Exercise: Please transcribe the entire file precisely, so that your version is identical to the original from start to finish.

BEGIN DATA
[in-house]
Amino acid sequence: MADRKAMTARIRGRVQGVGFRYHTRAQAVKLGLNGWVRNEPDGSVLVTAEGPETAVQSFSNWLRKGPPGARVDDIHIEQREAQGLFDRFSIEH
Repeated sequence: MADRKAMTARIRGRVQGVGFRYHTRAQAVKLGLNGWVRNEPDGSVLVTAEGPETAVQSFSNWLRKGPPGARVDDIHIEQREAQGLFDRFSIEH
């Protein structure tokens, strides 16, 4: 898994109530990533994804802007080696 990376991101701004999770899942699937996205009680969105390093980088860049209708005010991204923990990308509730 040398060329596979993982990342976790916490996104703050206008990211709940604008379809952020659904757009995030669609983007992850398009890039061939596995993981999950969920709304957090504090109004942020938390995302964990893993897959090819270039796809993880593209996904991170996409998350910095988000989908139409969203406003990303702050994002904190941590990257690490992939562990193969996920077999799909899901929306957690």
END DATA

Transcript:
[in-house]
Amino acid sequence: MADRKAMTARIRGRVQGVGFRYHTRAQAVKLGLNGWVRNEPDGSVLVTAEGPETAVQSFSNWLRKGPPGARVDDIHIEQREAQGLFDRFSIEH
Repeated sequence: MADRKAMTARIRGRVQGVGFRYHTRAQAVKLGLNGWVRNEPDGSVLVTAEGPETAVQSFSNWLRKGPPGARVDDIHIEQREAQGLFDRFSIEH
């Protein structure tokens, strides 16, 4: 898994109530990533994804802007080696 990376991101701004999770899942699937996205009680969105390093980088860049209708005010991204923990990308509730 040398060329596979993982990342976790916490996104703050206008990211709940604008379809952020659904757009995030669609983007992850398009890039061939596995993981999950969920709304957090504090109004942020938390995302964990893993897959090819270039796809993880593209996904991170996409998350910095988000989908139409969203406003990303702050994002904190941590990257690490992939562990193969996920077999799909899901929306957690």